Stories from my Sketchbook . . .
I have spoken before about the surfeit of birds in my garden. On any normal day I see dozens of them—magpies, noisy miners, wrens, sparrows, and pigeons along with their more colourful brethren—rosellas, lorikeets, galahs, King parrots, and even the occasional cockatoo. And those are just the ones that frequent my garden. If you go down to the end of the street and on to the river, then you have all the water birds—the waterfowl, the pelicans and the gulls. There is just no getting away from them. (I wouldn’t recommend you settle here if you suffer from ornithophobia . . .)
So when I found out that my art homework this week was to do several studies of birds I thought ‘You beauty . . . ‘ as I knew there would at least be plenty of subjects to choose from. I didn’t expect the actual assignment to be easy though. I have never even attempted to draw birds from life before for the simple fact that they are so beautiful, and so complex, I was sure I would never be able to do them justice. (That and the fact that they move too fast, and, of course, if they know you are watching them they move around even faster, just for spite.) But I was willing to give it a go, and went and filled up the bird-feeder as enticement and sat down to wait . . . and wait . . . and wait . . .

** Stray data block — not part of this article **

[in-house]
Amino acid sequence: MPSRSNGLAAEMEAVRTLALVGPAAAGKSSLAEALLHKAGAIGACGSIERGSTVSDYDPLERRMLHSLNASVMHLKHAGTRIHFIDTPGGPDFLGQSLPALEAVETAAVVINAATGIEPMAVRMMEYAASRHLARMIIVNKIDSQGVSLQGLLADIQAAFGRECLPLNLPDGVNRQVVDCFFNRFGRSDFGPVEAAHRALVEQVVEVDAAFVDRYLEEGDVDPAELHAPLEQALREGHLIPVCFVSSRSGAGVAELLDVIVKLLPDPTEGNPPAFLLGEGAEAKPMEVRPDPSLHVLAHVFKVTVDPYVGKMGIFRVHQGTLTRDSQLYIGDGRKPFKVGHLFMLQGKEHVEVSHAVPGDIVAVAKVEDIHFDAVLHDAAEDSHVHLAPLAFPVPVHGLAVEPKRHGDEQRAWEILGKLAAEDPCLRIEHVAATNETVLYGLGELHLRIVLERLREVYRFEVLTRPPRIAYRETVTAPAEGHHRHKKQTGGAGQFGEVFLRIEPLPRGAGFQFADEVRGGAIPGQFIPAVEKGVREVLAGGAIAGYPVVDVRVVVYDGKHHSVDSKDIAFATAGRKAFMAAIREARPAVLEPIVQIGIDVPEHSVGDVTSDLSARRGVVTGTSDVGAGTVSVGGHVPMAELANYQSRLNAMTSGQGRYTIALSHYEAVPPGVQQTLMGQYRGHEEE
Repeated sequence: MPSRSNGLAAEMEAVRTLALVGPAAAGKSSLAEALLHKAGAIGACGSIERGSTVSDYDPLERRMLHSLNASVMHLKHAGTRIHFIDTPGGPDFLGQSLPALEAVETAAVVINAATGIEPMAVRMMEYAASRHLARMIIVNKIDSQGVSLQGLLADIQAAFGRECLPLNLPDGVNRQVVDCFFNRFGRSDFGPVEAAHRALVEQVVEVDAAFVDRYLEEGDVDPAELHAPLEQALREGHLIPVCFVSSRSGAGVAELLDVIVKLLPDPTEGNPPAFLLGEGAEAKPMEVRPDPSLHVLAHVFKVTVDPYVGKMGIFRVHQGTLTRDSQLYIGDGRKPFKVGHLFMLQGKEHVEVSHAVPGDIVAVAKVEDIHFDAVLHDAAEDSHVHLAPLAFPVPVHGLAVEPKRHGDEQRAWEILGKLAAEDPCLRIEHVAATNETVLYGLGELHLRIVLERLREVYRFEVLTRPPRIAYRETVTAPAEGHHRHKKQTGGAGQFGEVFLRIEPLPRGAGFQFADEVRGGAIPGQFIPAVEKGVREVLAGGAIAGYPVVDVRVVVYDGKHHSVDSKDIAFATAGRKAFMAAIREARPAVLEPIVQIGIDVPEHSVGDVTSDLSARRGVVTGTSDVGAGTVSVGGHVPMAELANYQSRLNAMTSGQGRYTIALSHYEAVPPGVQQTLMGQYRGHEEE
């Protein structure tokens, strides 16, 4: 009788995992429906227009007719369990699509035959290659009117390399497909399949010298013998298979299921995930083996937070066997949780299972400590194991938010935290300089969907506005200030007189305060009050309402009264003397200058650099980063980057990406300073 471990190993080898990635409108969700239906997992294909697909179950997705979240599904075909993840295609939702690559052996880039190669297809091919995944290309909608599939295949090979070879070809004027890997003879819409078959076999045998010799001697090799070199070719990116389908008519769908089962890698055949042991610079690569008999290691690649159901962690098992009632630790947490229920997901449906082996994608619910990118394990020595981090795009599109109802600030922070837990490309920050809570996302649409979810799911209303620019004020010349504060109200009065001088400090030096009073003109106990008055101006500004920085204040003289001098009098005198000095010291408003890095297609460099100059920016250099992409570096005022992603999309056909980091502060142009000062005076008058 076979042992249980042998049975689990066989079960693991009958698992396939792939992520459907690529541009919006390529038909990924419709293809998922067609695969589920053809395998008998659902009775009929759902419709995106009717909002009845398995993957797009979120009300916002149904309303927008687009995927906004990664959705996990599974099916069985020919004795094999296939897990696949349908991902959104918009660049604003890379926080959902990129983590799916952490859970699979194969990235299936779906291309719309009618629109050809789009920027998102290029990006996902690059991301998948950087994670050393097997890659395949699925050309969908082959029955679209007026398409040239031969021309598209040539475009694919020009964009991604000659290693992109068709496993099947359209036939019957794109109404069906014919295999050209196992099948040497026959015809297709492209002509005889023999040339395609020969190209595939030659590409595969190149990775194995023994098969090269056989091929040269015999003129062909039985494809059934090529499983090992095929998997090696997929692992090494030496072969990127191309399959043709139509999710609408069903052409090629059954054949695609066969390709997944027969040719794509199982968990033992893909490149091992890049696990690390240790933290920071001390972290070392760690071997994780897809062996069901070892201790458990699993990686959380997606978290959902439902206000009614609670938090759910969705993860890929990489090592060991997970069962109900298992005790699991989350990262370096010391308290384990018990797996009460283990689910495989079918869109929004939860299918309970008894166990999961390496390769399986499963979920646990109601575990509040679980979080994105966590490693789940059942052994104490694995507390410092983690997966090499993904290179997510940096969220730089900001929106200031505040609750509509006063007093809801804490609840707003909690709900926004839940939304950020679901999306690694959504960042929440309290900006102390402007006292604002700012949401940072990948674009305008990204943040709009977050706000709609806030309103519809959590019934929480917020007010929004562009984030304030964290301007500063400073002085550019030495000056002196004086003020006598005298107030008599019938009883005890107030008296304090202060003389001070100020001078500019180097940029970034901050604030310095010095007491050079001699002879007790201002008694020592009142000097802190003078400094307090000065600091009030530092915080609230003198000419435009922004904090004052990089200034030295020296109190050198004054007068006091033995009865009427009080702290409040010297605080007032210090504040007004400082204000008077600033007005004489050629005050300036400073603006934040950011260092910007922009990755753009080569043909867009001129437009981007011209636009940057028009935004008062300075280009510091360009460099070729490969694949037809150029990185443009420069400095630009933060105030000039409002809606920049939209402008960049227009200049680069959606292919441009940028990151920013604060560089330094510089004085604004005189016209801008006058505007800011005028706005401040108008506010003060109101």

So much for expectations. I should have known better. The word had obviously gone out that Sally would be out and about, sketchpad in hand, and so the birds had all got together and decided it would be a bit of a hoot (no pun intended) to stay away in droves. Sigh. I spent most of the weekend hovering by the kitchen window, peering out at the birdfeeder, waiting in vain.
Late on Sunday afternoon, just as the light was fading, one of my little rosella friends finally showed some mercy and came and sat for me for a while. He even had the grace to look a little apologetic . . .